Outcomes of the study can help universities assess the efficacy of their social innovation and entrepreneurship initiatives for instilling a social entrepreneurial mind-set in students. Consequently, universities will be better equipped to raise the perceptions of venture feasibility and desirability, thus increasing students' perceptions of opportunity.

Originality/value

The study advances the social entrepreneurial knowledge of the university's effect on the precursors of SEI.

Keywords

Citation

Bazan, C., Gaultois, H., Shaikh, A., Gillespie, K., Frederick, S., Amjad, A., Yap, S., Finn, C., Rayner, J. and Belal, N. (2020), "Effect of the university on the social entrepreneurial intention of students", New England Journal of Entrepreneurship, Vol. 23 No. 1, pp. 3-24. https://doi.org/10.1108/NEJE-05-2019-0026

Publisher

:

Emerald Publishing Limited

Copyright © 2020, Carlos Bazan, Hannah Gaultois, Arifusalam Shaikh, Katie Gillespie, Sean Frederick, Ali Amjad, Simon Yap, Chantel Finn, James Rayner and Nafisa Belal

License

Published in New England Journal of Entrepreneurship. Published by Emerald Publishing Limited. This article is published under the Creative Commons Attribution (CC BY 4.0) licence. Anyone may reproduce, distribute, translate and create derivative works of this article (for both commercial and non-commercial purposes), subject to full attribution to the original publication and authors. The full terms of this licence may be seen at http://creativecommons.org/licences/by/4.0/legalcode


Introduction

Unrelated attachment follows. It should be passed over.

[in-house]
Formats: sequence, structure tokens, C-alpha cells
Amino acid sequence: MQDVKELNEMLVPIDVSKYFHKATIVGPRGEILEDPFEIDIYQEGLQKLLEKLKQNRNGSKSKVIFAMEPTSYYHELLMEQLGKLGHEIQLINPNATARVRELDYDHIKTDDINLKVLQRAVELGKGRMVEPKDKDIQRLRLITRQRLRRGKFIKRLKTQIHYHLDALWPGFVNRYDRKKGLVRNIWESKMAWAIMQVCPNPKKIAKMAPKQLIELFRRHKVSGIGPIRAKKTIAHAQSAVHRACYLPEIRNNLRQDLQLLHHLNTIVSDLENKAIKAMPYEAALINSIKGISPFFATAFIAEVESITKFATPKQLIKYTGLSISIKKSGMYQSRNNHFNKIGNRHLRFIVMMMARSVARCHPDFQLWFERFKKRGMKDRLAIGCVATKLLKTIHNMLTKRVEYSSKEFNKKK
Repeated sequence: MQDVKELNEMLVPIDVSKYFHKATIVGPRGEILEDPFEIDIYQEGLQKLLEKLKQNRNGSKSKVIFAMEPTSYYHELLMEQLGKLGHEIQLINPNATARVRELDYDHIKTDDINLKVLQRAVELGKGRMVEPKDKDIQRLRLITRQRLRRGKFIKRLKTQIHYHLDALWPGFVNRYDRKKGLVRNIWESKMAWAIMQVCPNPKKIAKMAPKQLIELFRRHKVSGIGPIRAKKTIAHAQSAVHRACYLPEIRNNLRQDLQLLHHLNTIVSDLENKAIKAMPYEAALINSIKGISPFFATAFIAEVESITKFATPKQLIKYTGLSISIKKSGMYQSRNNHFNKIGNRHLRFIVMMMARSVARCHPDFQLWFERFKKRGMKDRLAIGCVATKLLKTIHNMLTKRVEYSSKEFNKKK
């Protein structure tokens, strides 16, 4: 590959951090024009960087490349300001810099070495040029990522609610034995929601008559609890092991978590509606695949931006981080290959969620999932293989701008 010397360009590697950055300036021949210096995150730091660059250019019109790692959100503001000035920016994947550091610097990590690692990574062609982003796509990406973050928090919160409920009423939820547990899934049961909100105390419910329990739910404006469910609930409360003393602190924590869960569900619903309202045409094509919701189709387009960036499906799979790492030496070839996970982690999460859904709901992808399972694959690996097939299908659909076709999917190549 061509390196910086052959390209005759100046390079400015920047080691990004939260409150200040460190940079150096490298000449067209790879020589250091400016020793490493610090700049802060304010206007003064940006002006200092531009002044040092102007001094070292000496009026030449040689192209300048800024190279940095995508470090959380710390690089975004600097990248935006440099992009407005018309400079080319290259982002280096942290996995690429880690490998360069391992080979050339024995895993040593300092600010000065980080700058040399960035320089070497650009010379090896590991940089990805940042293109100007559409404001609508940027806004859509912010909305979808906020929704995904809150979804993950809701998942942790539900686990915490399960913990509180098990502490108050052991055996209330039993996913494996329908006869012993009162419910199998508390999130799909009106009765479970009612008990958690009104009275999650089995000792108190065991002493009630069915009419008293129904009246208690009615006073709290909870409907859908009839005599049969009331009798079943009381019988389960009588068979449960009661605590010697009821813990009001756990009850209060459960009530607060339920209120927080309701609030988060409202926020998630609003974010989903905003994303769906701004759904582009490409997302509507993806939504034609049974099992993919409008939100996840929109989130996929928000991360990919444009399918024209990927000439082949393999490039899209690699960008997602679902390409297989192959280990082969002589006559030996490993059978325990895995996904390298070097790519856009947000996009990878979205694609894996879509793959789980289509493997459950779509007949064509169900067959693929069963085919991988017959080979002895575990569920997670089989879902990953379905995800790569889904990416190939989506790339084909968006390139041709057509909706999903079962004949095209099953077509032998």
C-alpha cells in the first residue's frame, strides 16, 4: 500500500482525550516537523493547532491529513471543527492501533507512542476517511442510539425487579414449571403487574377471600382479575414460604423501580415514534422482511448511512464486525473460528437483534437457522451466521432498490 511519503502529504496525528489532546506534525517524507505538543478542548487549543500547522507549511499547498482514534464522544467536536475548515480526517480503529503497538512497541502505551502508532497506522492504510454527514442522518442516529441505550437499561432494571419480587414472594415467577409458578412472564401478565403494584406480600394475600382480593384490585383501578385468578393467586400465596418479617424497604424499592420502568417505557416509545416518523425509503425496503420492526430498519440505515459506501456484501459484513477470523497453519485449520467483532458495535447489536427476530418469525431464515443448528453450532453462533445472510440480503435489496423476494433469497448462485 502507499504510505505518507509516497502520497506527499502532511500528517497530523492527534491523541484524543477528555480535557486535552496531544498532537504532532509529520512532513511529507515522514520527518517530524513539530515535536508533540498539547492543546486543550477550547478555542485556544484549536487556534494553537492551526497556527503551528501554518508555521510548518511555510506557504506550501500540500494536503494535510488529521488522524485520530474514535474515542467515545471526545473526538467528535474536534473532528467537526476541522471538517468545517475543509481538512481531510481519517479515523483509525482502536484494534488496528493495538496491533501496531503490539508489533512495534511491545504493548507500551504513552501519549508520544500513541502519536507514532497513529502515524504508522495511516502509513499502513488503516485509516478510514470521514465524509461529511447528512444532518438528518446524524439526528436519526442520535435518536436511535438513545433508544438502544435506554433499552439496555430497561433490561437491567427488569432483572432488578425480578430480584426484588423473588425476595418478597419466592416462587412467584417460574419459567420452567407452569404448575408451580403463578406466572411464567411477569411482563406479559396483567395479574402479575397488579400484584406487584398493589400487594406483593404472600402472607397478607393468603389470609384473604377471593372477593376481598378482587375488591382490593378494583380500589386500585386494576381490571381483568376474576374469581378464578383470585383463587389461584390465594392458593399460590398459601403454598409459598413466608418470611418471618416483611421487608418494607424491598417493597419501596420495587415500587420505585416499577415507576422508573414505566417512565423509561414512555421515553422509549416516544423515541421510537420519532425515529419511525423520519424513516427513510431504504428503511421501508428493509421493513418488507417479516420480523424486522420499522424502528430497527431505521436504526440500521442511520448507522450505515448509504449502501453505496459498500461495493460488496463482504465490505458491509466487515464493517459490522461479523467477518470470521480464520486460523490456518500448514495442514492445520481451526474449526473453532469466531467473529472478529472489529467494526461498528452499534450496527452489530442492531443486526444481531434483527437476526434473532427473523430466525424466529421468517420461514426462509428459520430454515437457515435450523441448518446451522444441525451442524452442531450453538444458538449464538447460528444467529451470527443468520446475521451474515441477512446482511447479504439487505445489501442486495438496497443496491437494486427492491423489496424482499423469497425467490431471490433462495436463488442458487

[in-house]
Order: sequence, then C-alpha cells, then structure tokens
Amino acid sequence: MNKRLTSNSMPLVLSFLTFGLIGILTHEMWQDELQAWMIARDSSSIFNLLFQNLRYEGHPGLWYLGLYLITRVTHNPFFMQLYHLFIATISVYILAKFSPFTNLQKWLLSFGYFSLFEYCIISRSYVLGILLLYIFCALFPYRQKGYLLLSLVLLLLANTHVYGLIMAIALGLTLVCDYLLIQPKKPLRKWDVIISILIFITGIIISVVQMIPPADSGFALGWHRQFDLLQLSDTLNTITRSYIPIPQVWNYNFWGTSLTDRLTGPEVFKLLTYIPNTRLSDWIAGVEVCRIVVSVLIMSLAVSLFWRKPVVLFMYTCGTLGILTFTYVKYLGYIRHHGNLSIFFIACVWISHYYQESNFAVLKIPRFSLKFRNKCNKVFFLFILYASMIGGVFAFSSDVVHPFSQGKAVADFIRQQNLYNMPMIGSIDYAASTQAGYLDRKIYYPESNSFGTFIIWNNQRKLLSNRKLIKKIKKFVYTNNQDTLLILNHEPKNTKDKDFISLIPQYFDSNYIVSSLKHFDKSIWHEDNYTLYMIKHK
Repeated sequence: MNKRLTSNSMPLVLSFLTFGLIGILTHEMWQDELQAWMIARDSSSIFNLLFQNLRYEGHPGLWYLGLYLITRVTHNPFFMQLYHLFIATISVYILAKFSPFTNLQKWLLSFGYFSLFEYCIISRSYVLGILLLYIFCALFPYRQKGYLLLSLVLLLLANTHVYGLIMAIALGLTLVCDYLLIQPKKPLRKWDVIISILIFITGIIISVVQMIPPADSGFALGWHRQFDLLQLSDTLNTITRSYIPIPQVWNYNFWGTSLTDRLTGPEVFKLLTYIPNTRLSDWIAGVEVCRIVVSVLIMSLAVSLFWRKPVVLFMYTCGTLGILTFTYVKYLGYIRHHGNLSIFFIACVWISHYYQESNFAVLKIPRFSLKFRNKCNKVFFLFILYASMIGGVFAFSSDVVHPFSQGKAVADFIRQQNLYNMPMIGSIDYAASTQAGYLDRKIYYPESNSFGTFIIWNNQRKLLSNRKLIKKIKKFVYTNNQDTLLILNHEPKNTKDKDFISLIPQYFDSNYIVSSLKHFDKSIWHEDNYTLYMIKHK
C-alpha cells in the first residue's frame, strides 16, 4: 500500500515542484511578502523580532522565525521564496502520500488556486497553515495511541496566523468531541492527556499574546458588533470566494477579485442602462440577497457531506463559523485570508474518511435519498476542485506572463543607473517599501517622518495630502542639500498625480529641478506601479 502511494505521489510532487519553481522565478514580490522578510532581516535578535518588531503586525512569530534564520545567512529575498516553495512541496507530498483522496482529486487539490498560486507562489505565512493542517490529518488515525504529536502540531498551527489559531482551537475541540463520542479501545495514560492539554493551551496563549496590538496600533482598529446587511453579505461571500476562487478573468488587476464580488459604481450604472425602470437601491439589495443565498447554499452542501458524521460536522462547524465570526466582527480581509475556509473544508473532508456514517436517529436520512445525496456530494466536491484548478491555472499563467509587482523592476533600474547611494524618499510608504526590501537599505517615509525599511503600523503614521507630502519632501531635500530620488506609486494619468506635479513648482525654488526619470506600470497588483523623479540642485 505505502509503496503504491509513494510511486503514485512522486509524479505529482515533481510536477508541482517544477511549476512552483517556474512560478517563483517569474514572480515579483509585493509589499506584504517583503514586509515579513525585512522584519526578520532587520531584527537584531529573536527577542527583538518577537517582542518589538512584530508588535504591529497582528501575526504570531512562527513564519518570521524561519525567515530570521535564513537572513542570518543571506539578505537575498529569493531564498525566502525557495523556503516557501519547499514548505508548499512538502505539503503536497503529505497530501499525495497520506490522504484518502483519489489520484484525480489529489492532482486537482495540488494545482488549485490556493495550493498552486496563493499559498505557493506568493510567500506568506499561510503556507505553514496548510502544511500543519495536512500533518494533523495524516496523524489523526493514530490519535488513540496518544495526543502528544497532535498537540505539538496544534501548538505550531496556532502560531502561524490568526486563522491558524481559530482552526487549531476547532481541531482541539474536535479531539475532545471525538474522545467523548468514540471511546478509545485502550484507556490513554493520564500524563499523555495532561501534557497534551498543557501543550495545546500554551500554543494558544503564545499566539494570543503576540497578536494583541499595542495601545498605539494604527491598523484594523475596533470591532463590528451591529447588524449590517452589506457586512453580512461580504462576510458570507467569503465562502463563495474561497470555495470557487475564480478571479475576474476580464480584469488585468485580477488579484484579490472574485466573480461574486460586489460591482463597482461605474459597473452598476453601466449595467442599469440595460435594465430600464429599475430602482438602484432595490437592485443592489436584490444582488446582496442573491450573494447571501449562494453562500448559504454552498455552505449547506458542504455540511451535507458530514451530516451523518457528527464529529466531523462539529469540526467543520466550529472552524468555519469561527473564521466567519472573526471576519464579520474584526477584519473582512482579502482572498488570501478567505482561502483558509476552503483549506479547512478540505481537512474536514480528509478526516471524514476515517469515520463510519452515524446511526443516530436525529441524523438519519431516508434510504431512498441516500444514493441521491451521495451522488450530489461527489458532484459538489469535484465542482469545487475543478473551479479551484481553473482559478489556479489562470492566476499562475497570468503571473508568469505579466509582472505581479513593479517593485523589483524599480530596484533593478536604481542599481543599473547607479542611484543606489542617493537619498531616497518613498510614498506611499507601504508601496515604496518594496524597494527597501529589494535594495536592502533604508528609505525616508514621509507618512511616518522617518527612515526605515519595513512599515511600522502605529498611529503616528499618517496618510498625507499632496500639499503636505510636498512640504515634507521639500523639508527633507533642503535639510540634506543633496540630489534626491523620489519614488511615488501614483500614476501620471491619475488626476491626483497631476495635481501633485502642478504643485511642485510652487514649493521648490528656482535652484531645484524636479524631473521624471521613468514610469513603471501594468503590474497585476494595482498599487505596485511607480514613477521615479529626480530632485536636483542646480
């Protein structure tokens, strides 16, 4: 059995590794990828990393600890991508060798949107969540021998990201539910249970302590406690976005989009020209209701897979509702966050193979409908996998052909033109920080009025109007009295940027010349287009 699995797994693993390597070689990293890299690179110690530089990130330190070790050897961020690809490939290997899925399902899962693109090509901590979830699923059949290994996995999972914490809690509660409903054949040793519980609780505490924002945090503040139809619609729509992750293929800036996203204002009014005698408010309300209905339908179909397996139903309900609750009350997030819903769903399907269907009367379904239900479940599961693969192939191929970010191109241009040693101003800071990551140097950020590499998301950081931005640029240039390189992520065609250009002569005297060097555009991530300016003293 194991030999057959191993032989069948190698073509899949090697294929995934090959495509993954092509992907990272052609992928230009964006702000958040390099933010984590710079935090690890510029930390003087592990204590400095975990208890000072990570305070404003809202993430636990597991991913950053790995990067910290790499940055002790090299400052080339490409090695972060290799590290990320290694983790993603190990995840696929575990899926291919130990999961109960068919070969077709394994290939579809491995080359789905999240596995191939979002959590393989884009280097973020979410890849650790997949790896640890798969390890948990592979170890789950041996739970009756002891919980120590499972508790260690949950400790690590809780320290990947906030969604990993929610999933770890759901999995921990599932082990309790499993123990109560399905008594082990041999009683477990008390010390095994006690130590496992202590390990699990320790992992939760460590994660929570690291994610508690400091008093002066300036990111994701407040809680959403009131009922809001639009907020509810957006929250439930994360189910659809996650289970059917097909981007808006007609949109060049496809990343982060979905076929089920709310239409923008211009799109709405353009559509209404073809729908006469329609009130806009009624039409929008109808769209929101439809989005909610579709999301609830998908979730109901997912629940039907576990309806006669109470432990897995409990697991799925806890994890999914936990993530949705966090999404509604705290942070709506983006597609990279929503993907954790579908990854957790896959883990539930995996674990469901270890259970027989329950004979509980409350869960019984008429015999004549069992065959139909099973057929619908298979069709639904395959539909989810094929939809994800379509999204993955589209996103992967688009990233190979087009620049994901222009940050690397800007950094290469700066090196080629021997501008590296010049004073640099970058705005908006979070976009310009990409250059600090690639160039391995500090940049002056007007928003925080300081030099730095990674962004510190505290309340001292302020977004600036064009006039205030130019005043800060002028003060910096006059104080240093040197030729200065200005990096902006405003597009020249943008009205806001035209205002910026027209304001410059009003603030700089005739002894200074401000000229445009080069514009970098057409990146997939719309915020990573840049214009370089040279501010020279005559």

Social entrepreneurs play an important role in the economic and social developments of the communities in which they operate (Mair and Noboa, 2006). They are a special type of entrepreneur, driven by a variety of motives, including the alleviation of poverty, hunger or illiteracy; the improvement of human health; the reparation of social, legal or economic injustice; and the preservation of the environment for future generations (Vidal, 2005; Austin et al., 2006). Despite their varied motivations, the one common denominator among all social entrepreneurs is the utilisation of limited resources in new and creative ways to generate social value, as opposed to the maximisation of personal and shareholder wealth (Zadek and Thake, 1997). Social entrepreneurs are also different from philanthropists, in that they do not use their excess wealth to support worthy causes by sponsoring their favourite not-for-profit organisations, but rather mobilise the scarce resources necessary to address a problem that both the free market and government failed to solve (Khanin, 2011). As the term can have different meanings for different people (Dees, 1998; Zahra et al., 2009), the study defines a social entrepreneur as a person who recognises an opportunity, demonstrates creativity and assumes risk to pursue a social mission. Given the relevance of social entrepreneurs in today's society, many educational institutions are starting to encourage more students to participate in social entrepreneurial initiatives, i.e. engage in social entrepreneurial behaviour (Miller et al., 2012; Hockerts, 2015).